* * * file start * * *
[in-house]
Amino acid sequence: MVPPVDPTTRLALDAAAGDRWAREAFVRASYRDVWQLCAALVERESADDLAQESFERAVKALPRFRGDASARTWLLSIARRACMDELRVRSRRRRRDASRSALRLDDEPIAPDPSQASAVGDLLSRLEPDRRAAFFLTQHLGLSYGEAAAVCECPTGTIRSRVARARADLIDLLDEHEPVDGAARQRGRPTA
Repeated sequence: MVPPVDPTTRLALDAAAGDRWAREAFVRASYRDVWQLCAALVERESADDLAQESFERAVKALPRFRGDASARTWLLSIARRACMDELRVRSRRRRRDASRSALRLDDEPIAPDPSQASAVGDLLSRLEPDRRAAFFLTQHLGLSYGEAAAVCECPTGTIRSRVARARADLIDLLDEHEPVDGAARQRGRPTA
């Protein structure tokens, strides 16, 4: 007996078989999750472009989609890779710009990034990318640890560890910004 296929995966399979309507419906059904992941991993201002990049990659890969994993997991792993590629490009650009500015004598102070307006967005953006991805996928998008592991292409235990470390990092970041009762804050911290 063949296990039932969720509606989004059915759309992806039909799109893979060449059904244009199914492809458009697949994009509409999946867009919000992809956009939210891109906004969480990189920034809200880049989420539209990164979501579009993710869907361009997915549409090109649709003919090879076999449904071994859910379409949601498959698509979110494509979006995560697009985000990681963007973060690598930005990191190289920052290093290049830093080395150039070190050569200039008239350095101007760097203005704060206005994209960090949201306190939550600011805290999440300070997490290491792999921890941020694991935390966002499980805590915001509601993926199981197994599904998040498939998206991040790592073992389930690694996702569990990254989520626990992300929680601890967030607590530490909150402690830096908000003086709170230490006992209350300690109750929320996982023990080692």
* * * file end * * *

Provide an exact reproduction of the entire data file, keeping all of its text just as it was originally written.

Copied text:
[in-house]
Amino acid sequence: MVPPVDPTTRLALDAAAGDRWAREAFVRASYRDVWQLCAALVERESADDLAQESFERAVKALPRFRGDASARTWLLSIARRACMDELRVRSRRRRRDASRSALRLDDEPIAPDPSQASAVGDLLSRLEPDRRAAFFLTQHLGLSYGEAAAVCECPTGTIRSRVARARADLIDLLDEHEPVDGAARQRGRPTA
Repeated sequence: MVPPVDPTTRLALDAAAGDRWAREAFVRASYRDVWQLCAALVERESADDLAQESFERAVKALPRFRGDASARTWLLSIARRACMDELRVRSRRRRRDASRSALRLDDEPIAPDPSQASAVGDLLSRLEPDRRAAFFLTQHLGLSYGEAAAVCECPTGTIRSRVARARADLIDLLDEHEPVDGAARQRGRPTA
């Protein structure tokens, strides 16, 4: 007996078989999750472009989609890779710009990034990318640890560890910004 296929995966399979309507419906059904992941991993201002990049990659890969994993997991792993590629490009650009500015004598102070307006967005953006991805996928998008592991292409235990470390990092970041009762804050911290 063949296990039932969720509606989004059915759309992806039909799109893979060449059904244009199914492809458009697949994009509409999946867009919000992809956009939210891109906004969480990189920034809200880049989420539209990164979501579009993710869907361009997915549409090109649709003919090879076999449904071994859910379409949601498959698509979110494509979006995560697009985000990681963007973060690598930005990191190289920052290093290049830093080395150039070190050569200039008239350095101007760097203005704060206005994209960090949201306190939550600011805290999440300070997490290491792999921890941020694991935390966002499980805590915001509601993926199981197994599904998040498939998206991040790592073992389930690694996702569990990254989520626990992300929680601890967030607590530490909150402690830096908000003086709170230490006992209350300690109750929320996982023990080692």